This is Part 3 of the Social Hierarchy Series.
Last time we’ve talked about the effects of a hierarchy, be it hostile or beneficial. As a quick recap, a hierarchy’s effects can be seen on how an individual functions and interacts with other members of the hierarchy. This time, we will be talking about the nature of a hierarchy.
First thing’s first: What do I mean by the nature of a hierarchy?
A hierarchy’s nature is different from its effects, although the nature of the hierarchy defines how it affects its members. A hierarchy’s nature defines how it is labeled. A hostile nature dictates a hostile hierarchy and a beneficial nature dictates a beneficial one.
The signs of a nature are seen on its effects, so it is important to read about the effects of a hierarchy first here.
It is important to identify the ruling power in the hierarchy, as their own nature and personalities are often the defining factor for the identity of the hierarchy’s nature. It isn’t really a difficult task, since the leader is almost always made known to you as soon as you enter a hierarchy or if you’re planning to join one.
Observing the ruling powers for some time is an effective way to determine their natures. However, it might not always be a fruitful method as there are people who are able to effectively conceal their true motives.
Generally, by looking at the power’s history, achievements, controversies, and certain methods of implementation (rules, projects, etc), you can build a good picture of how the ruling power functions.
A hierarchy’s nature can also be identified through its background and history, as well as how its members, both present and former, describe the state of the organization. Nothing else is more effective at identifying the former and present nature of the hierarchy than by how the members describe it. Talking with its members will provide a good picture about the hierarchy itself.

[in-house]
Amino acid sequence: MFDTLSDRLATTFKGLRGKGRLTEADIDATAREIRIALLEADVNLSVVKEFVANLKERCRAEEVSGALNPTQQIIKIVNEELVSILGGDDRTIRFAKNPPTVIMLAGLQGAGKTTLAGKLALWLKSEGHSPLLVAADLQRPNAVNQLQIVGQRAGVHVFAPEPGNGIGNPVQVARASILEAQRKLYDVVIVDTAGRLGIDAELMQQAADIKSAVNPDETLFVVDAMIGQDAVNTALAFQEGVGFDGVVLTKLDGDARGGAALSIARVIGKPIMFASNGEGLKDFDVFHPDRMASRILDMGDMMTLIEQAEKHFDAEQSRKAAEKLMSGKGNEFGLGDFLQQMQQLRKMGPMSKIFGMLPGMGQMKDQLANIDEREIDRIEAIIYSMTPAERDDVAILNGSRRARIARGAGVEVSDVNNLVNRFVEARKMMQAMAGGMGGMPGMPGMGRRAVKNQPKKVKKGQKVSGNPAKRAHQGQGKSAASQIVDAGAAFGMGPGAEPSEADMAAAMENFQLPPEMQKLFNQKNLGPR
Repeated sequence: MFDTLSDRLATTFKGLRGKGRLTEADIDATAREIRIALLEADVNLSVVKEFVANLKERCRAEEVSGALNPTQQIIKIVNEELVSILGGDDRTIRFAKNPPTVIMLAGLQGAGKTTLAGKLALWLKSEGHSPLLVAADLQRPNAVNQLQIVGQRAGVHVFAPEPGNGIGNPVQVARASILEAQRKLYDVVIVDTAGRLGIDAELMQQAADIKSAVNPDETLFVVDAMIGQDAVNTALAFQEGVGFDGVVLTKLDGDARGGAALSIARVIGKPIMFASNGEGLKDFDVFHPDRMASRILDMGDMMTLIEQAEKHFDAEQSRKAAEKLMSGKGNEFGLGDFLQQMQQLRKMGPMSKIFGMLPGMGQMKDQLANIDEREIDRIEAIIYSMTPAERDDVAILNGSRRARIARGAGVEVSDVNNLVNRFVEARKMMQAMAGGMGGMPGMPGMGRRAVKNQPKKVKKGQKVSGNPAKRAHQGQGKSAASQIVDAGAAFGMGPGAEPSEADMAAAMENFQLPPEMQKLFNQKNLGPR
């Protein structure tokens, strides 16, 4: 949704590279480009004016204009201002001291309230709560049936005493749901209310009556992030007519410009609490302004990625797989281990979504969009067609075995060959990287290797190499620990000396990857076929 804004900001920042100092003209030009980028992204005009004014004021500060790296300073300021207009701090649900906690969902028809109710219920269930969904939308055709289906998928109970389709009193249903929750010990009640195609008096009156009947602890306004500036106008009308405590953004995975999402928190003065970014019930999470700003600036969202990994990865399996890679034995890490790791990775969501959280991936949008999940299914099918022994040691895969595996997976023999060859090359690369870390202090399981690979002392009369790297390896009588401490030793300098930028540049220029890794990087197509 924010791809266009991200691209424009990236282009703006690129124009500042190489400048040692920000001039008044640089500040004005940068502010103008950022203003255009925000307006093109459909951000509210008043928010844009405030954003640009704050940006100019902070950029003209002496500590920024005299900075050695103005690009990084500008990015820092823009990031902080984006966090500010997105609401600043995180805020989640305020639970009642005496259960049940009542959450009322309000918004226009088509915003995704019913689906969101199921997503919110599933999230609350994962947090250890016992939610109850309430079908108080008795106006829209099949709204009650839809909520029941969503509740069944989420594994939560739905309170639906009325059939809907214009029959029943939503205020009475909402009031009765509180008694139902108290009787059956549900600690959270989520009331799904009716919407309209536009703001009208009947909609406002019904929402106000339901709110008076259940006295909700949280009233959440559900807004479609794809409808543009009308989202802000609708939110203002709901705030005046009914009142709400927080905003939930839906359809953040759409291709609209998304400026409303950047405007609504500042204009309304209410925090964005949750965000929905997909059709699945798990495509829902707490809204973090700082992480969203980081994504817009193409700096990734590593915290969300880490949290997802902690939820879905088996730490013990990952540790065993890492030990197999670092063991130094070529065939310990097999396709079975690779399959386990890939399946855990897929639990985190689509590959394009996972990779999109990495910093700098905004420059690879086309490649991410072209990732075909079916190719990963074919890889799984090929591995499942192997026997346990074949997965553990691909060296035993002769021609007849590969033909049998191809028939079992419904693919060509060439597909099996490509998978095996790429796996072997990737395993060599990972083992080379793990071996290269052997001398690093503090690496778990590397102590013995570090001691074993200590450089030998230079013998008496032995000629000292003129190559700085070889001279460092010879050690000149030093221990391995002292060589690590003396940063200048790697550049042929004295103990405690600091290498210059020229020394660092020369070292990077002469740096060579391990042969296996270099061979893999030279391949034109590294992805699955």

Third, it is also a good way to look at the hierarchy’s mission and vision. A hierarchy always possesses both, whether they are clearly defined or not. The vision describes the hierarchy’s goal or ideal state. Its mission defines why it exists and also paints how it plans on achieving its vision.
For example, a hospital’s vision may be to build a community where people are healthy and far from diseases, while its mission talks about preventing and mitigating casualties from diseases, hiring quality personnel, obtaining excellent and complete equipment, etc.
Apart from these, it is also worth identifying how the individuals are functioning under the hierarchy’s rule, as we’ve discussed in the previous article.
Using these four techniques, it is possible to accurately identify the nature of the hierarchy and escape the hostile ones. There is one thing which is common among these four techniques though: Observation.
By observing its ruling powers, its history, its purpose and vision, and its members, a clear picture of the hierarchy’s nature arises into view and helps fuel your decisions of joining one or not.
Stay tuned for the next part of the Social Hierarchies series!